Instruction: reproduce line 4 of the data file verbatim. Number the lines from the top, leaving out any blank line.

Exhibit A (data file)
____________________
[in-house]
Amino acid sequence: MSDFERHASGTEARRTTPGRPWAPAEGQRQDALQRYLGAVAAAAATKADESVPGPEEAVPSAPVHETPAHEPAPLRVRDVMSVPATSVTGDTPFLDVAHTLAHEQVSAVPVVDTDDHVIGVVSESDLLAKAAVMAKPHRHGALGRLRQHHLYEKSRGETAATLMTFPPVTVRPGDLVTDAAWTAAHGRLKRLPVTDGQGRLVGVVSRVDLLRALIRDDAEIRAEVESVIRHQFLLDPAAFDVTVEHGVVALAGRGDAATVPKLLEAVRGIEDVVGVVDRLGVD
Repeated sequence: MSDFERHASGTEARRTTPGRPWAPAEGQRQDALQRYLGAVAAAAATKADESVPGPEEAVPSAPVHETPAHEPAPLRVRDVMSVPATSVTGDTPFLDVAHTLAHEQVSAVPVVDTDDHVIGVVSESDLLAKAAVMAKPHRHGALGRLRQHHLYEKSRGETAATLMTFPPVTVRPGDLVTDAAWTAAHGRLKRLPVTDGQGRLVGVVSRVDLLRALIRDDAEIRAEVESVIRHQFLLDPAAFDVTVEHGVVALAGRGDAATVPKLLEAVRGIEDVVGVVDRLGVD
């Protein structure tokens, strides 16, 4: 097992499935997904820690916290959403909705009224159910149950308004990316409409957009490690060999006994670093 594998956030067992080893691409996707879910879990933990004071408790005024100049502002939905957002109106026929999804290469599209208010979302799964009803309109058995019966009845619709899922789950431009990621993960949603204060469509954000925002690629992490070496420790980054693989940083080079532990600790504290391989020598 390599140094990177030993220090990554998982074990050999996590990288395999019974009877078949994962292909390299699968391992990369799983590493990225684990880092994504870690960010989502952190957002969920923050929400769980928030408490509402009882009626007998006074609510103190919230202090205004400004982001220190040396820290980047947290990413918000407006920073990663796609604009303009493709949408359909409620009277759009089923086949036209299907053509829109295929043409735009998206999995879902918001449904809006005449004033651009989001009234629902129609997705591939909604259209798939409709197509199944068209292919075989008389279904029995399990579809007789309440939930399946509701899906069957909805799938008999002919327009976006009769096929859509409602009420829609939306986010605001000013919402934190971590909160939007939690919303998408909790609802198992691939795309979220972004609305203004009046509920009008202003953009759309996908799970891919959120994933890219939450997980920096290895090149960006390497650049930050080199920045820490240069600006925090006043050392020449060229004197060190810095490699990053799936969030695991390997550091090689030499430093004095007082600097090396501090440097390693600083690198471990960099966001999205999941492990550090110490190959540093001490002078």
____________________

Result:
């Protein structure tokens, strides 16, 4: 097992499935997904820690916290959403909705009224159910149950308004990316409409957009490690060999006994670093 594998956030067992080893691409996707879910879990933990004071408790005024100049502002939905957002109106026929999804290469599209208010979302799964009803309109058995019966009845619709899922789950431009990621993960949603204060469509954000925002690629992490070496420790980054693989940083080079532990600790504290391989020598 390599140094990177030993220090990554998982074990050999996590990288395999019974009877078949994962292909390299699968391992990369799983590493990225684990880092994504870690960010989502952190957002969920923050929400769980928030408490509402009882009626007998006074609510103190919230202090205004400004982001220190040396820290980047947290990413918000407006920073990663796609604009303009493709949408359909409620009277759009089923086949036209299907053509829109295929043409735009998206999995879902918001449904809006005449004033651009989001009234629902129609997705591939909604259209798939409709197509199944068209292919075989008389279904029995399990579809007789309440939930399946509701899906069957909805799938008999002919327009976006009769096929859509409602009420829609939306986010605001000013919402934190971590909160939007939690919303998408909790609802198992691939795309979220972004609305203004009046509920009008202003953009759309996908799970891919959120994933890219939450997980920096290895090149960006390497650049930050080199920045820490240069600006925090006043050392020449060229004197060190810095490699990053799936969030695991390997550091090689030499430093004095007082600097090396501090440097390693600083690198471990960099966001999205999941492990550090110490190959540093001490002078």